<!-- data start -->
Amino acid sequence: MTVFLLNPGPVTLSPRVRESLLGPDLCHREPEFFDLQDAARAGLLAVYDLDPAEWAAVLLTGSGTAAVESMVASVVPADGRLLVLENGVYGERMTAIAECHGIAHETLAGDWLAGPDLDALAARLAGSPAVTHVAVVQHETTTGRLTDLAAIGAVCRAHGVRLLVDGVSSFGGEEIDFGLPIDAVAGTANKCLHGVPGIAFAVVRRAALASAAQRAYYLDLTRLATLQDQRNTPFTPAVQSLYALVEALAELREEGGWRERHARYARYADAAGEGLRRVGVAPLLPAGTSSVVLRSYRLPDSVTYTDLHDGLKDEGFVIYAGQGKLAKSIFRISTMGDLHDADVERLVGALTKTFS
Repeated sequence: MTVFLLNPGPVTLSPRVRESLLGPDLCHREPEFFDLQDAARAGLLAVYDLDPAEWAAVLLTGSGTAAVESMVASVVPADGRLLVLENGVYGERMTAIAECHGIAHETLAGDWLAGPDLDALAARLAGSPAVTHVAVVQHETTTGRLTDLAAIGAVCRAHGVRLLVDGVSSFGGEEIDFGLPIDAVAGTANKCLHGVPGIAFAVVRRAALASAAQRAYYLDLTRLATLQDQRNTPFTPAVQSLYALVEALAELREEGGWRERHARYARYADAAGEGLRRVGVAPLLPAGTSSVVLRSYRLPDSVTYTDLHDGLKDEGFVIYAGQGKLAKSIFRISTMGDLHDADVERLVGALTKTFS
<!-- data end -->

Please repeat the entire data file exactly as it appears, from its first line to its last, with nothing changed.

Amino acid sequence: MTVFLLNPGPVTLSPRVRESLLGPDLCHREPEFFDLQDAARAGLLAVYDLDPAEWAAVLLTGSGTAAVESMVASVVPADGRLLVLENGVYGERMTAIAECHGIAHETLAGDWLAGPDLDALAARLAGSPAVTHVAVVQHETTTGRLTDLAAIGAVCRAHGVRLLVDGVSSFGGEEIDFGLPIDAVAGTANKCLHGVPGIAFAVVRRAALASAAQRAYYLDLTRLATLQDQRNTPFTPAVQSLYALVEALAELREEGGWRERHARYARYADAAGEGLRRVGVAPLLPAGTSSVVLRSYRLPDSVTYTDLHDGLKDEGFVIYAGQGKLAKSIFRISTMGDLHDADVERLVGALTKTFS
Repeated sequence: MTVFLLNPGPVTLSPRVRESLLGPDLCHREPEFFDLQDAARAGLLAVYDLDPAEWAAVLLTGSGTAAVESMVASVVPADGRLLVLENGVYGERMTAIAECHGIAHETLAGDWLAGPDLDALAARLAGSPAVTHVAVVQHETTTGRLTDLAAIGAVCRAHGVRLLVDGVSSFGGEEIDFGLPIDAVAGTANKCLHGVPGIAFAVVRRAALASAAQRAYYLDLTRLATLQDQRNTPFTPAVQSLYALVEALAELREEGGWRERHARYARYADAAGEGLRRVGVAPLLPAGTSSVVLRSYRLPDSVTYTDLHDGLKDEGFVIYAGQGKLAKSIFRISTMGDLHDADVERLVGALTKTFS